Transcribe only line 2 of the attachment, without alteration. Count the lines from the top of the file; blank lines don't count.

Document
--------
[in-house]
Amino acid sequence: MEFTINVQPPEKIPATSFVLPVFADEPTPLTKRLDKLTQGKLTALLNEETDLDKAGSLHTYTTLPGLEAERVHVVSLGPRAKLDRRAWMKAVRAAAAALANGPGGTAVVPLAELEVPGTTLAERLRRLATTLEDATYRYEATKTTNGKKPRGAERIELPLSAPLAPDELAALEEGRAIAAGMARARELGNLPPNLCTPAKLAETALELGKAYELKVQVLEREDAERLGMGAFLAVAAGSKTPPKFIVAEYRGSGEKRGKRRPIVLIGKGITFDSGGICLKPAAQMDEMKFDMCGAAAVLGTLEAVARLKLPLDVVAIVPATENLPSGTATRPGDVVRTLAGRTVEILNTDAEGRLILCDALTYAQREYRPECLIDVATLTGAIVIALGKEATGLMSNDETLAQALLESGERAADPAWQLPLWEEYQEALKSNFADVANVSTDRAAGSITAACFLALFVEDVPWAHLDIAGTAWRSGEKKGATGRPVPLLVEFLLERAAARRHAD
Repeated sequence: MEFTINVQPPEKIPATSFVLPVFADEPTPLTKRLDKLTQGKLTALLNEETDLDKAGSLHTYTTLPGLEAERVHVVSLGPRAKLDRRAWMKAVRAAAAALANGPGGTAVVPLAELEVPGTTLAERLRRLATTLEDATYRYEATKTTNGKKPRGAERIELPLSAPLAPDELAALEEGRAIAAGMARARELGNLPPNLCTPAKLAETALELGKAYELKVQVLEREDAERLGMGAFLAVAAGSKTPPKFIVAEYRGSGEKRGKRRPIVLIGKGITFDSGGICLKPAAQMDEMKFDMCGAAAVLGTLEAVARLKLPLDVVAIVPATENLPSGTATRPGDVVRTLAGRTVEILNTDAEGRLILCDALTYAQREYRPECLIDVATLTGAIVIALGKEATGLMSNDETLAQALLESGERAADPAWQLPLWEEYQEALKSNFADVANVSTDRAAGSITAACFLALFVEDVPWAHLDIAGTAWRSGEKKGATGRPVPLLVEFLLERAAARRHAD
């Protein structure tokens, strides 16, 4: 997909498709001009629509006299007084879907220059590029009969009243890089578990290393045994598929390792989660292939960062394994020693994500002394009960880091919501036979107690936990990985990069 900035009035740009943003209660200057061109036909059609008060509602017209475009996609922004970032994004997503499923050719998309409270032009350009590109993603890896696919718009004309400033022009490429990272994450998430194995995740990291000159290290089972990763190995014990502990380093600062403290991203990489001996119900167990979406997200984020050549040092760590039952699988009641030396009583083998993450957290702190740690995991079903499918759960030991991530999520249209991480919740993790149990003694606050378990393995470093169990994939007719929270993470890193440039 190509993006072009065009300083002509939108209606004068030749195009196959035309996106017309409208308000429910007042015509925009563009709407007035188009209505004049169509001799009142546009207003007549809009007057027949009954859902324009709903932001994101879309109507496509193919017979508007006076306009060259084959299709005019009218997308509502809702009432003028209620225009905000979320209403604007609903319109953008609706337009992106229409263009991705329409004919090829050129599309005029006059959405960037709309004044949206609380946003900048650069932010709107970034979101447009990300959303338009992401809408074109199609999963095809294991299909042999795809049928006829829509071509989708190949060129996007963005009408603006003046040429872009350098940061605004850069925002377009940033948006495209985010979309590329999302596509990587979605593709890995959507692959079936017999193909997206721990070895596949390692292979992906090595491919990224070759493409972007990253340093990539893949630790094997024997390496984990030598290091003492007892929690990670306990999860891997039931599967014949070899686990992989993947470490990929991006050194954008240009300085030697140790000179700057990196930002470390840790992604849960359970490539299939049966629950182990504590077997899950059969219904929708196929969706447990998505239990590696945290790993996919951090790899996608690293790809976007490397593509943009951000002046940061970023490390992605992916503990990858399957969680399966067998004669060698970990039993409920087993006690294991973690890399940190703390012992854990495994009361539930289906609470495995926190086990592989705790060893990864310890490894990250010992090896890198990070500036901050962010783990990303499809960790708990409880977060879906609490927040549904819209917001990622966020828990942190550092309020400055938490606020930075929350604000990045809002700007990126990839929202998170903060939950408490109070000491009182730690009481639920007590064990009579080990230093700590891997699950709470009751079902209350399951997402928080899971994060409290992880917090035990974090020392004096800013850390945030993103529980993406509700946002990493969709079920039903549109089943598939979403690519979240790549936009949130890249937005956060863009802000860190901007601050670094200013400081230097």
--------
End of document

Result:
Amino acid sequence: MEFTINVQPPEKIPATSFVLPVFADEPTPLTKRLDKLTQGKLTALLNEETDLDKAGSLHTYTTLPGLEAERVHVVSLGPRAKLDRRAWMKAVRAAAAALANGPGGTAVVPLAELEVPGTTLAERLRRLATTLEDATYRYEATKTTNGKKPRGAERIELPLSAPLAPDELAALEEGRAIAAGMARARELGNLPPNLCTPAKLAETALELGKAYELKVQVLEREDAERLGMGAFLAVAAGSKTPPKFIVAEYRGSGEKRGKRRPIVLIGKGITFDSGGICLKPAAQMDEMKFDMCGAAAVLGTLEAVARLKLPLDVVAIVPATENLPSGTATRPGDVVRTLAGRTVEILNTDAEGRLILCDALTYAQREYRPECLIDVATLTGAIVIALGKEATGLMSNDETLAQALLESGERAADPAWQLPLWEEYQEALKSNFADVANVSTDRAAGSITAACFLALFVEDVPWAHLDIAGTAWRSGEKKGATGRPVPLLVEFLLERAAARRHAD